The *4 signal output from the touch tone decoder 24 is coupled to the input of a 15 second timer 30. The output of the 15 second timer 30, which is signal which remains for 15 seconds following the application of the input signal to the timer, is coupled to the control input of the first switch 28. Consequently, a *4 signal from the touch tone decoder 24 will cause the first switch 28 to close for 15 seconds thereby applying 12 volt power to the electromagnet 26 for 15 seconds.
The remote unit 10 also includes a microphone 32. The microphone 32 is compatible with the implanted cardioverter defibrillator in that it will pick up the audible tones, or beeps admitted by the defibrillator upon activation of the electromagnet 26. The output of the microphone 32 is coupled to a beep detector 34 through an amplifier 36. The beep detector 34 contains a tuned filter that passes the 3200 Hz beep tones, but excludes higher or lower frequencies and provides an output signal upon detection of a beep of the cardioverter defibrillator sensed by the microphone 32 and applied to the input of the beep detector 34 through the amplifier 36. The output signal will remain for the duration of the detected beep. For example, in the preferred embodiment, the defibrillator admits a 3200 Hz, 50-100 msec duration audible beep; accordingly, the output signal from the beep detector 34 will be a high level logic signal of 50-100 msec duration. This output signal is applied as a gating signal to one input of a two input gate 38.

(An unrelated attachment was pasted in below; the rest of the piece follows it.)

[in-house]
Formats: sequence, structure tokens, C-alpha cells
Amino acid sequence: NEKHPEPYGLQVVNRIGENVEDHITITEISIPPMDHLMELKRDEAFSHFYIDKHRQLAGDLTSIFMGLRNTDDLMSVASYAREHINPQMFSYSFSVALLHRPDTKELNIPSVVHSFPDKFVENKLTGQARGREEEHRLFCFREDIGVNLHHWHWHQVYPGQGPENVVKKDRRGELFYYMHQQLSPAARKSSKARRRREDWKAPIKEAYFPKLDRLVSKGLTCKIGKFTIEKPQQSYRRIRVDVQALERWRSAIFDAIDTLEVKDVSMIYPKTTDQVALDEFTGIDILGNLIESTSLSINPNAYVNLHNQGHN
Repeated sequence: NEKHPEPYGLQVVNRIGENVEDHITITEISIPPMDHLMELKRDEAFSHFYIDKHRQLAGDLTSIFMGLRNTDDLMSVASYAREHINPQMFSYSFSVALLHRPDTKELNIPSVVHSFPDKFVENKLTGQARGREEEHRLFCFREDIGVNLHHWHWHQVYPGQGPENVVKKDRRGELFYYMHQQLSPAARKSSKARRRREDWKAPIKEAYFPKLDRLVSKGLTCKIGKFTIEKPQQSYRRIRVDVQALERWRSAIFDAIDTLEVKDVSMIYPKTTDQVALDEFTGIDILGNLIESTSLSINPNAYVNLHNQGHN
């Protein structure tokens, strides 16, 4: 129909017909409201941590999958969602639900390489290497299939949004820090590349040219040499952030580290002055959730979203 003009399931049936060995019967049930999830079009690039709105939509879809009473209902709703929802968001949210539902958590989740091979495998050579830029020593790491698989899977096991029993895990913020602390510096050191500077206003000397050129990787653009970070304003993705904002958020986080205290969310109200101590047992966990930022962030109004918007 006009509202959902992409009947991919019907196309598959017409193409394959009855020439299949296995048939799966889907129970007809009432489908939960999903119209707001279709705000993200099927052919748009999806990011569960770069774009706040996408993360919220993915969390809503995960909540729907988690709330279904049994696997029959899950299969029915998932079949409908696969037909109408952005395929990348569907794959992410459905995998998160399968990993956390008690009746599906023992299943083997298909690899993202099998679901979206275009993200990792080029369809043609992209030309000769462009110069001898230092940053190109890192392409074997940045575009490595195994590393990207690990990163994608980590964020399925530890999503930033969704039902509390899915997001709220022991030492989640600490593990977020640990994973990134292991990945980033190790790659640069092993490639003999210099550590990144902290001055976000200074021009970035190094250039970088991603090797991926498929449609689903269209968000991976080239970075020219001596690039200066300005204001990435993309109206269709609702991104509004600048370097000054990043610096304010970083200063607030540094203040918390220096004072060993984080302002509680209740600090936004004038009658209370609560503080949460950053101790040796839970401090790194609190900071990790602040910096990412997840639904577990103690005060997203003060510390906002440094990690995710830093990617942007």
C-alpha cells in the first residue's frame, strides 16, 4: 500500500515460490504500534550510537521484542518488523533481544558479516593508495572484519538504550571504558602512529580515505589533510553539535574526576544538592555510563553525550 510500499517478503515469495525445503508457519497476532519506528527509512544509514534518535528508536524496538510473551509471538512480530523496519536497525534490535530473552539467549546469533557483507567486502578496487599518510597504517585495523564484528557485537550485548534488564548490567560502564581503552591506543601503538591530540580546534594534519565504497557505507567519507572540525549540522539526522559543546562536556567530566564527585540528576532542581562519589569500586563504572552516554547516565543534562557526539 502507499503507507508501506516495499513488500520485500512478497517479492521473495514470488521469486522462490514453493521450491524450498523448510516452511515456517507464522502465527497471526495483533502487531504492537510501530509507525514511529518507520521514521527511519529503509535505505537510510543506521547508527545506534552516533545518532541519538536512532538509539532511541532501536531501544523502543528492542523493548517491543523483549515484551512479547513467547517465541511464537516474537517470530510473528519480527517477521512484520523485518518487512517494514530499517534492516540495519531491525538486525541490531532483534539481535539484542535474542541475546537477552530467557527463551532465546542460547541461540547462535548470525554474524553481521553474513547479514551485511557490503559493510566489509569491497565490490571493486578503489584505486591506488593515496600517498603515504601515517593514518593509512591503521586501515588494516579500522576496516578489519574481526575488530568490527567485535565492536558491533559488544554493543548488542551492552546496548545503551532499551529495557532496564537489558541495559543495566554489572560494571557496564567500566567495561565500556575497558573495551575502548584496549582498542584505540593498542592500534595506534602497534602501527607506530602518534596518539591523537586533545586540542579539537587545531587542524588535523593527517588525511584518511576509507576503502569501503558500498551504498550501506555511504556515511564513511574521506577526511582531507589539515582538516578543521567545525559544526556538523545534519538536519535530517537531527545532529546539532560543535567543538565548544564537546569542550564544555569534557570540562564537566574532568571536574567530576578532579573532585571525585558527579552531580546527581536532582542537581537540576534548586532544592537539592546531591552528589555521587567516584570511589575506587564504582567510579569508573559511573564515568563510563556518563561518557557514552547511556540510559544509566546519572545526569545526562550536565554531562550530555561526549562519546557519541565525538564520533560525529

In an alternative preferred embodiment of the remote unit 10 of the present invention, the ECG pads 18, the electromagnet 26 and the microphone 32 are integrated into a hand-held patient module 502 as depicted, for example, in FIG. 5. The patient module 502 is substantially cylindrical in shape, having a substantially planar bottom portion 504 and a cylindrical wall 506. Electrical conductive material, such as a conductive velcro mesh, is disposed on the bottom surface 504 of the patient module 502. This will form an ecg contact 508 which the patient will place in contact with his body proximate to the implanted defibrillator as will be subsequently described. Electrical conductive material, for example, conductive velcro mesh, is disposed about the cylindrical wall 506 and forms a second ecg electrode 510. The second ecg electrode 510 is electrically insulated from the first ecg electrode 508. The second ecg electrode 510 will come into electrical contact with the fingers of the right hand of the patient. Accordingly, when the patient grasps the module 502 with the fingers of his right hand contacting the electrode 510 and places the module 502 in contact with the left upper quadrant of his abdomen proximate to the implanted defibrillator, the electrodes 508 and 510 will form a lead 2 equivalent ecg; that is, RA to left leg.